Review: Keep an Eye Out

Keep An Eye Out DEKANALOG 203x300 - Review: Keep an Eye OutOne of last year’s most strangely entertaining films was Quentin Dupieux’s Deerskin about a man’s bloody obsession with a deerskin jacket.  Dupieux is back this year with another black comedy, this time a police procedural with a decidedly absurdist twist. There’s a murder and a witness/suspect who’s being interrogated, and a death in the room that the witness/suspect covers up while the police inspector is out of the room, and some weird time manipulations in the flashbacks of his testimony. And it’s all played pretty deadpan. And it’s strangely entertaining in a trés French sort of way.

You know from the opening scene that this is going to be an odd film. A man in a speedo is conducting an orchestra out in a field, when suddenly police appear and chase him down and arrest him. And that’s all we see of him. The action moves to the interrogation. The witness/suspect Fugain (Grégoire Ludig) found a dead body outside his apartment, but Chief Inspector Buron (Benoît Poelvoorde), a stickler for details, thinks there’s more to it and takes him through his whole night leading up to the discovery of the body. Stepping away for just a moment, he asks Philippe (Marc Fraize), an underling with one eye, to keep an eye out with the suspect. But when Philippe dies in a totally slapstick freak accident, Fugian fears he’ll be blamed and stuffs the body in a cabinet. And when the interrogation continues he’s preoccupied with that cabinet just behind the Inspector as he furnishes all the details of the previous night, which make him look more and more guilty.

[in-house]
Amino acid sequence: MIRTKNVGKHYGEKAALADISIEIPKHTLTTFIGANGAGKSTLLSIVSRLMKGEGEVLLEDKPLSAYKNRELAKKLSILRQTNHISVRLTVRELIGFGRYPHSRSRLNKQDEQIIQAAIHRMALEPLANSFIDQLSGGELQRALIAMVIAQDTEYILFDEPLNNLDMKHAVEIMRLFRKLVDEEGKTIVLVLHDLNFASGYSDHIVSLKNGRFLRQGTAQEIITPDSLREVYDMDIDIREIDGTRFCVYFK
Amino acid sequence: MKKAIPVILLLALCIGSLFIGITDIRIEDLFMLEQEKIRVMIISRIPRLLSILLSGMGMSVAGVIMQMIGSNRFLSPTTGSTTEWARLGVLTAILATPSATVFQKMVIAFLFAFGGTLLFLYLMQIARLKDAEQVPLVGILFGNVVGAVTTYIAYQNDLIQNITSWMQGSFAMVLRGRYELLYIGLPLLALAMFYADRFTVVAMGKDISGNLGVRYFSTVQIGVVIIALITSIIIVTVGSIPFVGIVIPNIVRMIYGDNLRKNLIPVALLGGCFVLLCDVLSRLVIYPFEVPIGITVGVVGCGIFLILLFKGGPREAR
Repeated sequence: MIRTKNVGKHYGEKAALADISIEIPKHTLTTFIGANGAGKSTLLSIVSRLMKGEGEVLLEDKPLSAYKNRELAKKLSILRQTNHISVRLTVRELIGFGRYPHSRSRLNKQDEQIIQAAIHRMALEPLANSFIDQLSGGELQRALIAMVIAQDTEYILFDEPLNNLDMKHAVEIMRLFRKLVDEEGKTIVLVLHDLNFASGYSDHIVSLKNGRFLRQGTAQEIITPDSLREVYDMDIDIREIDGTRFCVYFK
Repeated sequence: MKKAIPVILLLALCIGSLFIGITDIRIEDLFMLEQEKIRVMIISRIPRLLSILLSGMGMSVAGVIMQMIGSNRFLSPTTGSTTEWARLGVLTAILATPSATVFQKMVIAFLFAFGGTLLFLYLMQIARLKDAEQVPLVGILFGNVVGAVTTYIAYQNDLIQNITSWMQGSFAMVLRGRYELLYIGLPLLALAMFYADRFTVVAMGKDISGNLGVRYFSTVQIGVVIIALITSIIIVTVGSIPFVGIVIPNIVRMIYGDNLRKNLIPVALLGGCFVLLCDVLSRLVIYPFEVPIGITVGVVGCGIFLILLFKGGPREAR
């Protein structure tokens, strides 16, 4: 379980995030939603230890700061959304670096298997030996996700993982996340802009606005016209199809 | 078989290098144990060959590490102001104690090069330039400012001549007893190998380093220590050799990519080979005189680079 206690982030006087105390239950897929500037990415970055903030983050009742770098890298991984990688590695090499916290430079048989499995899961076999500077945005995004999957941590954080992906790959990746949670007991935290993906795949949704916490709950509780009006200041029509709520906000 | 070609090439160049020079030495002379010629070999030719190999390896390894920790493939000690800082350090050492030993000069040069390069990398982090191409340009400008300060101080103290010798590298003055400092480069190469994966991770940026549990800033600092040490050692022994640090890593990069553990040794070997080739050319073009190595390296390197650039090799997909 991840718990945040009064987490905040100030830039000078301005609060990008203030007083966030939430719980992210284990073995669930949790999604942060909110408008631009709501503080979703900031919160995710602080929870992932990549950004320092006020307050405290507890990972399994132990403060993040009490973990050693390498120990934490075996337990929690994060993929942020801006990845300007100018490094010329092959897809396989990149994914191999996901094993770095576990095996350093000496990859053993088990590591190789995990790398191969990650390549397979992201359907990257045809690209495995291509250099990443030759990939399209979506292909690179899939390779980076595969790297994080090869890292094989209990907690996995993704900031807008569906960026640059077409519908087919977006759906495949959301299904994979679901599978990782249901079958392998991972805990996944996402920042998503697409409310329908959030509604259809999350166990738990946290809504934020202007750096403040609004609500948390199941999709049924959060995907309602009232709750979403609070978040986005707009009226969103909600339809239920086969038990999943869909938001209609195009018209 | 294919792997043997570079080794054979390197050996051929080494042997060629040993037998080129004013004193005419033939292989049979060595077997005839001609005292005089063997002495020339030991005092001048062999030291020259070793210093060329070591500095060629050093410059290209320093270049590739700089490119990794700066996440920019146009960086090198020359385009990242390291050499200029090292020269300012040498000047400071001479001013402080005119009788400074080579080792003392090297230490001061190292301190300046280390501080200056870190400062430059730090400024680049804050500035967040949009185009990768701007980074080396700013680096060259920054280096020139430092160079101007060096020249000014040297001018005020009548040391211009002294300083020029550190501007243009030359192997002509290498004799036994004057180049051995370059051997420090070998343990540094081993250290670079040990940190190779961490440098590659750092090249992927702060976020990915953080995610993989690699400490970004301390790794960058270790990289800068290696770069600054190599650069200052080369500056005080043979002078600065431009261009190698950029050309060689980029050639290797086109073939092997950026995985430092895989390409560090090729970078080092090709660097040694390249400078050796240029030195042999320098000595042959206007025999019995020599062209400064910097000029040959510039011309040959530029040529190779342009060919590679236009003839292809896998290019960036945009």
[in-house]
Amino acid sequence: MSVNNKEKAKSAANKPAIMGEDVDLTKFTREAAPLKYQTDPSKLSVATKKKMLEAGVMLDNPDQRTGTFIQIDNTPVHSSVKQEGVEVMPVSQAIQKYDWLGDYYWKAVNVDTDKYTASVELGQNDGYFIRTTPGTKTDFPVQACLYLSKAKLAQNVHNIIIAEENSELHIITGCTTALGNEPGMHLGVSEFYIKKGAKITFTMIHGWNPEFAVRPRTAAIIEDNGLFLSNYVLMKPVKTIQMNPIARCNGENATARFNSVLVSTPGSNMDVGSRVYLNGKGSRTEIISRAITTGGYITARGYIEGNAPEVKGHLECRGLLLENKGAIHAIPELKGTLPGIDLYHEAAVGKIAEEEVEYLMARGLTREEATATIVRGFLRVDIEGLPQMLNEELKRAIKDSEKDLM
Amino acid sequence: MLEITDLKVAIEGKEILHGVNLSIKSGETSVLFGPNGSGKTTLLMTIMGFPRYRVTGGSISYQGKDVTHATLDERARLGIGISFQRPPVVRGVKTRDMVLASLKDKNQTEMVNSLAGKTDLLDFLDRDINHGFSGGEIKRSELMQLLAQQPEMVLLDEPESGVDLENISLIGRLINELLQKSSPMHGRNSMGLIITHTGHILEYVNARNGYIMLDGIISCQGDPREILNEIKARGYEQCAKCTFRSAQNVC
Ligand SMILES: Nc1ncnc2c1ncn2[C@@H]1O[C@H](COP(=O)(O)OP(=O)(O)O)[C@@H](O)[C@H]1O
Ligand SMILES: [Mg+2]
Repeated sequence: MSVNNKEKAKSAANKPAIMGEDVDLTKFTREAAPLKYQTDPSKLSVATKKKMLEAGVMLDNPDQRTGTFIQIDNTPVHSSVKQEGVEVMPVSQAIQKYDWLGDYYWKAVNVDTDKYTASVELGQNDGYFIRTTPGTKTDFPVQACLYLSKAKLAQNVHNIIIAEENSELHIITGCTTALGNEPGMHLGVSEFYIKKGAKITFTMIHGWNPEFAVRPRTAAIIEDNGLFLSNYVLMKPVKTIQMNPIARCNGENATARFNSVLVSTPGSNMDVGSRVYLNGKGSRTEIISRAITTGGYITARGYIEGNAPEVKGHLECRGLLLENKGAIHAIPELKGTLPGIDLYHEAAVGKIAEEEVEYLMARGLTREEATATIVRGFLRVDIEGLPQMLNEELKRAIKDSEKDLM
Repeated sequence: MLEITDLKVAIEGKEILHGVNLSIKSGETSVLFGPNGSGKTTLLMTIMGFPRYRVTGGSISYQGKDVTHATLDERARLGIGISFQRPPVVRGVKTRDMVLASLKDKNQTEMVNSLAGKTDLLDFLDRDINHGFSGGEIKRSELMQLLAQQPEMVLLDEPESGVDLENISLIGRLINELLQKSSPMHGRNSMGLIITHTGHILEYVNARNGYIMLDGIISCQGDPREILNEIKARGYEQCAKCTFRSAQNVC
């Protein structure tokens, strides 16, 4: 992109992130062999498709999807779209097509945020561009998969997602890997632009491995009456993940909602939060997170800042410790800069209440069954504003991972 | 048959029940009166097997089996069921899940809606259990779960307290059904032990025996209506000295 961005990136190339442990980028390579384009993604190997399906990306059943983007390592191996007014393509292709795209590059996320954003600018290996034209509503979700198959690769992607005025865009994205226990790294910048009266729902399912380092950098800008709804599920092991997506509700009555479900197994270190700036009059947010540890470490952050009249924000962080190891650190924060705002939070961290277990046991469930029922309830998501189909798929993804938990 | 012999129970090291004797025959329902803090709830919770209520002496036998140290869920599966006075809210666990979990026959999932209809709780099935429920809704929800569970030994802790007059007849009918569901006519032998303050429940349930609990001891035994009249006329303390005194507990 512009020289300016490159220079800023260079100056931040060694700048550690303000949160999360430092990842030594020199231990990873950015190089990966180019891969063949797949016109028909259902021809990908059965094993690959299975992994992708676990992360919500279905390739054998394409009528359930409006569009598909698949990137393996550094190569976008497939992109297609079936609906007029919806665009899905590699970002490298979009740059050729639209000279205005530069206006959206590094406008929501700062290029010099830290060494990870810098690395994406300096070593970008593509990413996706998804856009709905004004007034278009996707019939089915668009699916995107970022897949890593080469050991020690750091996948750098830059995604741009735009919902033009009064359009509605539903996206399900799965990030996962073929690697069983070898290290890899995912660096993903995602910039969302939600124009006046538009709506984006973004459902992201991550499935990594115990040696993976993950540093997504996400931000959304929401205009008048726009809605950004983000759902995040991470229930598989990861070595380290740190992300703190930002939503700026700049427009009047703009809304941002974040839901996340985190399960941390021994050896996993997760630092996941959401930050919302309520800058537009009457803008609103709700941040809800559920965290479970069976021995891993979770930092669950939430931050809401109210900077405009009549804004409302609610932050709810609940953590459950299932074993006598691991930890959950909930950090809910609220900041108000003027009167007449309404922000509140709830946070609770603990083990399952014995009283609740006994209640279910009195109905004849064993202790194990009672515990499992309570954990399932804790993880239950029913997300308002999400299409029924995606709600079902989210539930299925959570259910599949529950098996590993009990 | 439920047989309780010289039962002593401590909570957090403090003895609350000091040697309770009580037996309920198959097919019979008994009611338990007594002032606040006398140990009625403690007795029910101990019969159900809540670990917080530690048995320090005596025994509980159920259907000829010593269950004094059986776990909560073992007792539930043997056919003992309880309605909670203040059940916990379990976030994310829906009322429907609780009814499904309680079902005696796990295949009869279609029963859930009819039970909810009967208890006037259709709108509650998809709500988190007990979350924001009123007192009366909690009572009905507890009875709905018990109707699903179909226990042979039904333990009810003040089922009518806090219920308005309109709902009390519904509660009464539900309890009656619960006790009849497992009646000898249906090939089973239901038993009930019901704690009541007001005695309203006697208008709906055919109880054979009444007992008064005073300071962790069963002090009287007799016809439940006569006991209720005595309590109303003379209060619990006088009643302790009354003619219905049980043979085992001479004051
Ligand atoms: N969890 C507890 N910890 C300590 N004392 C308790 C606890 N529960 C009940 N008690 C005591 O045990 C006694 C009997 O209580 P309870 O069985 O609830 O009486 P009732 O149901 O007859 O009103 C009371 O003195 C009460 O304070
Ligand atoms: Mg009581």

The film is very language driven. Dupieux explains, “We would change the film by changing a comma or adding three lines … [The film] was made by rewriting constantly. Adding or removing three words would change the scene. I felt like having characters that were more embodied, human, real, with personality traits. I think I just started a new phase of my cinema. I see it materializing.”

So do all the strange elements and dialogue choices add up to a great story? Not really, but you also can’t look away. The two lead actors are extremely good. They’re both well known comedians and play well off one another. And at just 73 minutes in length and being unlike any other comedy you’re likely to see, it’s definitely worth a watch. And I look forward to whatever oddness pops in to Dupieux’s head next.

Now showing in real and virtual cinemas nationwide.

 

Even the trailer is absurd. 

 

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